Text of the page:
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The more hours you sit per day, the smaller your medial temporal lobe (MTL) seems to become, brain scans show

—– In the study, both (A) Total medi­al tem­po­ral lobe (MTL) and (B) parahip­pocam­pal thick­ness cor­re­lat­ed inverse­ly with hours of sitting/day, con­trol­ling for age. Ref­er­ence: Sid­darth P et al (2018), Seden­tary behav­ior asso­ci­at­ed with reduced medi­al tem­po­ral lobe thick­ness in mid­dle-aged and old­er adults. PLOS ONE 13(4): e0195549.

Sit­ting is bad for your brain — not just your metab­o­lism or heart (UCLA release):

UCLA researchers recruit­ed 35 peo­ple ages 45 to 75 and asked about their phys­i­cal activ­i­ty lev­els and the aver­age num­ber of hours per day they spent sit­ting over the pre­vi­ous week. Each per­son had a high-res­o­lu­tion MRI scan, which pro­vides a detailed look at the medi­al tem­po­ral lobe, or MTL, a brain region involved in the for­ma­tion of new mem­o­ries.

The researchers found that seden­tary behav­ior is a sig­nif­i­cant pre­dic­tor of thin­ning of the MTL and that phys­i­cal activ­i­ty, even at high lev­els, is insuf­fi­cient to off­set the harm­ful effects of sit­ting for extend­ed periods…The researchers next hope to fol­low a group of peo­ple for a longer dura­tion to deter­mine if sit­ting caus­es the thin­ning and what role gen­der, race, and weight might play in brain health relat­ed to sit­ting.

MTL thin­ning can be a pre­cur­sor to cog­ni­tive decline and demen­tia in mid­dle-aged and old­er adults. Reduc­ing seden­tary behav­ior may be a pos­si­ble tar­get for inter­ven­tions designed to improve brain health in peo­ple at risk for Alzheimer’s dis­ease, researchers said.”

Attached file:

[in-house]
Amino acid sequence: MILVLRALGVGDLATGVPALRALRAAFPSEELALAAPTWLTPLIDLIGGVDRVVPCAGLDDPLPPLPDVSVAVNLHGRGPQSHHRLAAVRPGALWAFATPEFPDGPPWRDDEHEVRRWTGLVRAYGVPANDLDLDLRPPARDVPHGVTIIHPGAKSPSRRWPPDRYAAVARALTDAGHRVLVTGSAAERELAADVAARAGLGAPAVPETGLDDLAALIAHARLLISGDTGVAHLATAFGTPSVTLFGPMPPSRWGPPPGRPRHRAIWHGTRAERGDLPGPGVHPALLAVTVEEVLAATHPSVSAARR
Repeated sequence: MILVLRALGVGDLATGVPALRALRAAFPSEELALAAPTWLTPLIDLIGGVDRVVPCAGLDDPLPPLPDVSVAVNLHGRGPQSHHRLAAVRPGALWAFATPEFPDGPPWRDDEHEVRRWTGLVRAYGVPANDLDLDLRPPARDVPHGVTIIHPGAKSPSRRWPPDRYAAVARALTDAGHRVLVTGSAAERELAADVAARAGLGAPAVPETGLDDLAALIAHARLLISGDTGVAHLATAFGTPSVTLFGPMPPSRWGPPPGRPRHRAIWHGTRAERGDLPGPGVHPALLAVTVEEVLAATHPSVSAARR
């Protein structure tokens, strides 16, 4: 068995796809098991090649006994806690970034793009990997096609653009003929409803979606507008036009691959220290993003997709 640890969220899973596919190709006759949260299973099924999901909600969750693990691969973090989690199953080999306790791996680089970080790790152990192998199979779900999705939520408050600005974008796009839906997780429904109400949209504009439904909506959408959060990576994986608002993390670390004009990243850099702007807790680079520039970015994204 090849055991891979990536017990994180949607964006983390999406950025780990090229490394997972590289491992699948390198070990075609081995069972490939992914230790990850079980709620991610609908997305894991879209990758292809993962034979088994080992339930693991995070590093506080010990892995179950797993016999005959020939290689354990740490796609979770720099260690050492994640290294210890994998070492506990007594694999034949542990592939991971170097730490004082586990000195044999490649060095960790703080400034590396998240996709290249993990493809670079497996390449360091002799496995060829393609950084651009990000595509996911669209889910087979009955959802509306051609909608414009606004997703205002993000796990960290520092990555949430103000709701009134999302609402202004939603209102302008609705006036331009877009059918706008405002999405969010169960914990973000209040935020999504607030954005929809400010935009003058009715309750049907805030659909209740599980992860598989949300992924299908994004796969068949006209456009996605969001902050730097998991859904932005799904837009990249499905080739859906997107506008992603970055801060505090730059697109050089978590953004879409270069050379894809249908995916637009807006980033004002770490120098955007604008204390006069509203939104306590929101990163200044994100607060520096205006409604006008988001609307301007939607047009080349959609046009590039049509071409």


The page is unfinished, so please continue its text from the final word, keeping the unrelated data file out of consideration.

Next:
The Study:

Seden­tary behav­ior asso­ci­at­ed with reduced medi­al tem­po­ral lobe thick­ness in mid­dle-aged and old­er adults (PLOS One). From the abstract:

  • (Back­ground) Atro­phy of the medi­al tem­po­ral lobe (MTL) occurs with aging, result­ing in impaired episod­ic mem­o­ry. Aer­o­bic fit­ness is pos­i­tive­ly cor­re­lat­ed with total hip­pocam­pal vol­ume, a heav­i­ly stud­ied mem­o­ry-crit­i­cal region with­in the MTL. How­ev­er, research on asso­ci­a­tions between seden­tary behav­ior and MTL sub­re­gion integri­ty is lim­it­ed. Here we explore asso­ci­a­tions between thick­ness of the MTL and its sub­re­gions, phys­i­cal activ­i­ty, and seden­tary behav­ior.
  • (Meth­ods) We assessed 35 non-dement­ed mid­dle-aged and old­er adults (25 women, 10 men; 45–75 years) using the Inter­na­tion­al Phys­i­cal Activ­i­ty Ques­tion­naire for old­er adults, which quan­ti­fies phys­i­cal activ­i­ty lev­els in MET-equiv­a­lent units and asks about the aver­age num­ber of hours spent sit­ting per day. All par­tic­i­pants had high res­o­lu­tion MRI scans per­formed on a Siemens Alle­gra 3T MRI scan­ner, which allows for detailed inves­ti­ga­tion of the MTL.
  • (Results) Con­trol­ling for age, total MTL thick­ness cor­re­lat­ed inverse­ly with hours of sitting/day (r = -0.37, p = 0.03). In MTL sub­re­gion analy­sis, parahip­pocam­pal (r = -0.45, p = 0.007), entorhi­nal (r = -0.33, p = 0.05) cor­ti­cal and subicu­lum (r = -0.36, p = .04) thick­ness­es cor­re­lat­ed inverse­ly with hours of sitting/day. No sig­nif­i­cant cor­re­la­tions were observed between phys­i­cal activ­i­ty lev­els and MTL thick­ness. Though pre­lim­i­nary, our results sug­gest that more seden­tary non-dement­ed indi­vid­u­als have less MTL thick­ness. Future stud­ies should include lon­gi­tu­di­nal analy­ses and explore mech­a­nisms, as well as the effi­ca­cy of decreas­ing seden­tary behav­iors to reverse this asso­ci­a­tion.

The Study in Context:

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